The global economic boom unpreceeded in modern economic history, has seen efficiency, productivity and open unregulated markets sweep the world. Today, most domestic businesses have become deeply involved and affected by international global businesses. Powerful economic, technological, industrial, political, demographic and cultural forces are converging to build the foundation for a new global business order in which the structure of a one world economic and market system is emerging. It is here that cross-cultural marketing is gaining all the more predominance. Cross cultural marketing that can be defined, as the performance of business activities that directs the flow of a company's products and services to consumers or users in more than one nation for a profit is a complex and diverse concept. While the business' goal of making a profit by promoting, pricing and distributing its products for which there is a market remains the same, the challenge comes from the environment in which the marketing plan must be implemented. The uniqueness of cross cultural marketing comes from the range of unfamiliar problems and the variety of strategies necessary to cope with different levels of uncertainty encountered in foreign markets. Political/legal factors, economic climate, level of technology, class structure, competition, geography, infrastructure and cultural forces are some of the uncontrollable elements that affect the profitable outcome of a good sound marketing plan. While it is difficult for a marketer to control or influence these elements the real challenge lies in moulding the controllable elements of marketing decisions like product, price, promotion and distribution within the framework of the uncontrollable elements of the market place in such a way that marketing objectives can be achieved. This paper presents a case study of four companies: Levi Strauss, Nike, General Motors and Electrolux who inspite of being global leaders in their respective segments found it a daunting task to handle the cross cultural marketing challenge in the Indian context.
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Case Study: Coca Cola’s Successful Cross-Cultural Marketing Campaigns
Getting your desired message across to more than one group of people, or to a demographic consisting of diverse cultures can pose a challenge. Many acts of cross cultural marketing have failed, such as the marketing 101 tale of the Chevrolet Nova, whose sales tanked in Spanish speaking countries because “No va,” means “doesn’t go” in Spanish. Issues like this highlight the importance of having a trustworthy and native speaking translation service. One company is particularly talented at crossing cultural boundaries, and corporations can learn some helpful strategies from their efforts.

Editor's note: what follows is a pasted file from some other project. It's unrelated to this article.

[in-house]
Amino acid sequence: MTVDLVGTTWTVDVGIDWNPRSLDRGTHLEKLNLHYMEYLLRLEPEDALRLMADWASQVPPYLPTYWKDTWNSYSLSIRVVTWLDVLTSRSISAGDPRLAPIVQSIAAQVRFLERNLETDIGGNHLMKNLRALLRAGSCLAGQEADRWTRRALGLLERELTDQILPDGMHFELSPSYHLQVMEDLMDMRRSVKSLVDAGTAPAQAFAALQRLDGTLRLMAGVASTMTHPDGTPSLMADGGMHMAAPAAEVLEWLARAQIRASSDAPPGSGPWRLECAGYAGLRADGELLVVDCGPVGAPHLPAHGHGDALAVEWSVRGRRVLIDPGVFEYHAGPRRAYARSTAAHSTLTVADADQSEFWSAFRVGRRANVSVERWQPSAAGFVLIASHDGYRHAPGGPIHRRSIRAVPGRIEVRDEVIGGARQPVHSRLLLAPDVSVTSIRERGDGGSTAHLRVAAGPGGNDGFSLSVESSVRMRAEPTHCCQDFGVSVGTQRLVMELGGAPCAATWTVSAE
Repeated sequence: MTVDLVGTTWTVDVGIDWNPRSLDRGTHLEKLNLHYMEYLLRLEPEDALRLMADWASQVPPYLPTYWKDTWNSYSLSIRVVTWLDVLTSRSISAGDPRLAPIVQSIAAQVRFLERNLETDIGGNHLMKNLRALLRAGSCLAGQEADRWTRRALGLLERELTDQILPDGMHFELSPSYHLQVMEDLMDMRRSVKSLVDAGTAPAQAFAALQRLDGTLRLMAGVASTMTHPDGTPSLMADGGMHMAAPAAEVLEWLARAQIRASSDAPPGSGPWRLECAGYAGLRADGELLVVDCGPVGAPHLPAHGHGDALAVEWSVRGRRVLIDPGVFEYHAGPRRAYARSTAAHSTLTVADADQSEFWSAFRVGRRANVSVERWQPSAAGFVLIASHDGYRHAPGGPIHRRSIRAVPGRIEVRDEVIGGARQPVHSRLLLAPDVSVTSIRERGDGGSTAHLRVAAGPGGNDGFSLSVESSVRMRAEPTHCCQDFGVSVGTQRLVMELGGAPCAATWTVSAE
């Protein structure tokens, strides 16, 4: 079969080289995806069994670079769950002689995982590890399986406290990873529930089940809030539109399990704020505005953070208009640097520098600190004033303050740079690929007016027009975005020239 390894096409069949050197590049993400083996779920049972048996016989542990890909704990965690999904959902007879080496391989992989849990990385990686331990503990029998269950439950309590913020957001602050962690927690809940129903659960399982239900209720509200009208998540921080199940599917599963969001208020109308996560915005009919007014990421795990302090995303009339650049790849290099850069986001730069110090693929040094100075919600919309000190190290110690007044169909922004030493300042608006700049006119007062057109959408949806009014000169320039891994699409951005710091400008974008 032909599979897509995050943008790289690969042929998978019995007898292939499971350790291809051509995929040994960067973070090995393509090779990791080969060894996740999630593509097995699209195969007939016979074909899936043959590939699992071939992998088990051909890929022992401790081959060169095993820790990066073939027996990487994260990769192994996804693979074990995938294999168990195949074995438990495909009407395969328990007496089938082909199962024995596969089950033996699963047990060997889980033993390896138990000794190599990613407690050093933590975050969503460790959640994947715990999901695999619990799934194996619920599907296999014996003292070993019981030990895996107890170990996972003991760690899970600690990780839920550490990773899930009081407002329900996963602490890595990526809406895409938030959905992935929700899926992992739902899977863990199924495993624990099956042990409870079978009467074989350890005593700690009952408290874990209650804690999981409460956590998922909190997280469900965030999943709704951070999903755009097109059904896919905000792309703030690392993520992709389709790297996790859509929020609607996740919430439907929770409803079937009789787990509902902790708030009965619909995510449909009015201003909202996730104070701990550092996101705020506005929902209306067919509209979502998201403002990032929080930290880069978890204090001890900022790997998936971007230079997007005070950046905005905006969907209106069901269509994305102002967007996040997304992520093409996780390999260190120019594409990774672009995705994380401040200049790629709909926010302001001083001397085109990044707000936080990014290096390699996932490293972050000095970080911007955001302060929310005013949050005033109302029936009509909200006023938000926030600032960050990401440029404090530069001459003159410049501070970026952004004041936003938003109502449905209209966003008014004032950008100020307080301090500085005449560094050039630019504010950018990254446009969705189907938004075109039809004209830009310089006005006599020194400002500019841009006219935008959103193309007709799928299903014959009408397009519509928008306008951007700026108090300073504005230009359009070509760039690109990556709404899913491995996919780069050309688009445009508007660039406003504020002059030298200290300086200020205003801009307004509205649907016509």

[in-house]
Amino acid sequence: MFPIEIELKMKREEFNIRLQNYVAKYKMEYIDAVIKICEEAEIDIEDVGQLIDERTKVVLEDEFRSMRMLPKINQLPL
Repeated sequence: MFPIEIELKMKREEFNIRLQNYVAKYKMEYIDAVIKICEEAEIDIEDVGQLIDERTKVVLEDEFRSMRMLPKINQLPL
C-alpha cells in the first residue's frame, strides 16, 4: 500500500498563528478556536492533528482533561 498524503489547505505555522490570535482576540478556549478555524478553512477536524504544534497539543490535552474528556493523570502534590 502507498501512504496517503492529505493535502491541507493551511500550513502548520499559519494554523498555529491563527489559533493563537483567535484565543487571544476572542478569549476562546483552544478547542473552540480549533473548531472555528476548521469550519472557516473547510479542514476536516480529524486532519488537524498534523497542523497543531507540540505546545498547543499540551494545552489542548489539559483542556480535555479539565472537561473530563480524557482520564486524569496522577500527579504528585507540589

In 2013, Coca Cola aired a heartfelt commercial. The ad spot featured actors singing the Patriotic tune “America the Beautiful” in 7 different languages. The company called the ad “It’s Beautiful,” and it was indeed moving to many people. This is what advertising specialists refer to as inclusive marketing. The ad appeals to a wide variety of demographics, old, young, and capitalizes on the diverse American population. “The new spot reinforces the sentiment of unity and that America is beautiful and Coca-Cola is for everyone,” reported a Coca Cola representative on their corporate blog, “the overall message of inclusion communicated by the ad reflects some of Coca-Cola’s most important values.” By coming up with a creative and emotionally stirring spot that contained translated content, Coca Cola was able to represent not only their product, but their corporate values of inclusion as well.
In 2008, Coke was attempting to penetrate the South Korean market, one that they didn’t quite understand as well as they wished. They decided to use what they knew about the culture to expand their South Korean market share and revenue. Marketing analysts noticed that 43% of South Korean citizens had an online profile or blog, and that 90% of the 20-29 years old demographic logged into social media at least once a day. Coca Cola reached out to young mom bloggers in that age bracket to use their web properties to share information, evangelize the brand, and increase loyalty. They also used their South Korean bloggers to provide them with more cultural information about how to best communicate their message for maximum efficiency within the South Korean population.
Getting your brand’s image and desired advertising message across in a foreign country is a careful balance of cultural knowledge and translations. Coca Cola has demonstrated two ways of doing this. The first one was created for a domestic audience, making members of diverse cultural groups feel included in the advertising message. The second method was to use the members of a foreign culture about which Coca Cola didn’t know much to provide them with social marketing and cultural data to further the company’s penetration of that country’s soft drink and beverage market. Business owners and marketing professionals can take these tips, put them in their international marketing pocket, and utilize them in conjunction with translations by native speakers to effectively reach foreign audiences.